Trump Doctrine - In Office - 2017
It was called the Earth’s most watched election since World War II, one that will transform American policy and America’s position in the world. Analysts said the New York billionaire’s victory amounted to a seismic shift at a time when Washington’s relations with Russia are difficult, conflicts in Syria and Ukraine are still raging, the war on Islamic State militants is ongoing, China’s behavior is growing increasingly defiant and nationalistic, and hundreds of thousands of migrants and refugees are on the move.
“What they see now is one candidate who seems to stand for a completely different view of America’s role in the world,” said Martin Wolf, chief economics commentator at the Financial Times. “I mean completely different, who repudiates rather specifically the alliance framework, the NATO framework in particular, who has repudiated America’s commitment to the liberal trade system that America created, the sort of open globalization America promoted, that seems to be in some ways more sympathetic to America’s historic enemies, like Russia, than it is to Europe”.
The president-elect seemed to have embraced impulsiveness as a strategy. The strategy can't have come as much of a surprise — Trump himself has been boasting about it for months, including during his first major foreign policy address in April 2016. "We must as a nation be more unpredictable. We are totally predictable. We tell everything. We're sending troops? We tell them. We're sending something else? We have a news conference," said Trump. He promised that under his administration, reliable patterns would end. "We have to be unpredictable," Trump said, waving his index finger in the air to make the point. "And we have to be unpredictable starting now."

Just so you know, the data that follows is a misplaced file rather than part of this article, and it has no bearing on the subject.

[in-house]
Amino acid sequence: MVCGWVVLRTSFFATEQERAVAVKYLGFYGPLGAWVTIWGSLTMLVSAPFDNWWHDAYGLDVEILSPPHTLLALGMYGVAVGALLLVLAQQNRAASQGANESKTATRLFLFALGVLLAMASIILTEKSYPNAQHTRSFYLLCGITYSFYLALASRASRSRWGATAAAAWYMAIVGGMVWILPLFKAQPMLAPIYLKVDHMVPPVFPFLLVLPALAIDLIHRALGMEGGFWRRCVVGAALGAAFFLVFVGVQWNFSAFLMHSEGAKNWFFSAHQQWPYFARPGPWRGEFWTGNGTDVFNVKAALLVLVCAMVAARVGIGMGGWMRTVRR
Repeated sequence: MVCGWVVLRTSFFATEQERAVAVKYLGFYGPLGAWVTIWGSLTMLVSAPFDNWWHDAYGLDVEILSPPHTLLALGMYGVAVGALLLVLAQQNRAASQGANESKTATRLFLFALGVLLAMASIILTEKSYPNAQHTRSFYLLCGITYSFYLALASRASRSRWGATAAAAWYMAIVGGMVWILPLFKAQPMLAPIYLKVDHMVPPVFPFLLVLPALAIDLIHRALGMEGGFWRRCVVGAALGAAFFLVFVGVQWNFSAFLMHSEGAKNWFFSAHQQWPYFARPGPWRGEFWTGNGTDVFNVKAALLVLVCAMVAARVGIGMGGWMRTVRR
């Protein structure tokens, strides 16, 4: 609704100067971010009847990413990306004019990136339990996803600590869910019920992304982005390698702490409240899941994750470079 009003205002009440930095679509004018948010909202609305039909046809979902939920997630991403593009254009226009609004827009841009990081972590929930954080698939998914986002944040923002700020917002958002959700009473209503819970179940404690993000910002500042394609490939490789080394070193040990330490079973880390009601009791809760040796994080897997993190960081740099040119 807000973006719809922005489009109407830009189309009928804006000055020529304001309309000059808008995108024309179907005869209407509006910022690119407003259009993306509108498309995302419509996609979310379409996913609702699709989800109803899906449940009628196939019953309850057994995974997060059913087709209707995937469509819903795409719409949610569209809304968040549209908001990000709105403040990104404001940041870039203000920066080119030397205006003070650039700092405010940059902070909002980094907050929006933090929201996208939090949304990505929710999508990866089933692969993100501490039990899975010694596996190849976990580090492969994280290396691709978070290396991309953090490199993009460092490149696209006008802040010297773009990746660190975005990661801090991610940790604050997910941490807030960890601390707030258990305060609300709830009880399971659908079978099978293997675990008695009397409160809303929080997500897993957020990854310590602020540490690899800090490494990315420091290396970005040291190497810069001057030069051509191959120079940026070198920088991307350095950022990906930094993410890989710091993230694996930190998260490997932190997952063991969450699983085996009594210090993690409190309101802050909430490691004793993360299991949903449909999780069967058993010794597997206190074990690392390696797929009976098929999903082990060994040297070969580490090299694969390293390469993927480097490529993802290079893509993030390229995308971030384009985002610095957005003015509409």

On the eve of the final outcome of the US elections, when Hillary Clinton seemed to be winning, Russian media reported that Russian military command reviewed the readiness of the national nuclear bunkers, something not done for decades.
Trump advanced a narrow understanding of national benefit that mattered more than global leadership, global order or solidarity with allies. Trump rejected the traditional bi-partisan goals of strengthening the global leadership of the US and maintaining a US-centered world order. He refuted the core idea that dominated American thought over the past 70 years whereby American security, prosperity and power were inseparable from global leadership and the need to shape the whole world according to American values and vision.
Global trade is based on regulations layered on since the end of the World War II. It would be difficult to change some of the terms without setting off a domino effect of unintended consequences. Quitting the already moribund Trans-Pacific Partnership may be the easiest part of his pledge to remake global trade relationships and protect jobs. Supporters of multinational deals say they make it easier to raise labor and other standards, and that larger trading areas can attract reluctant countries to enter.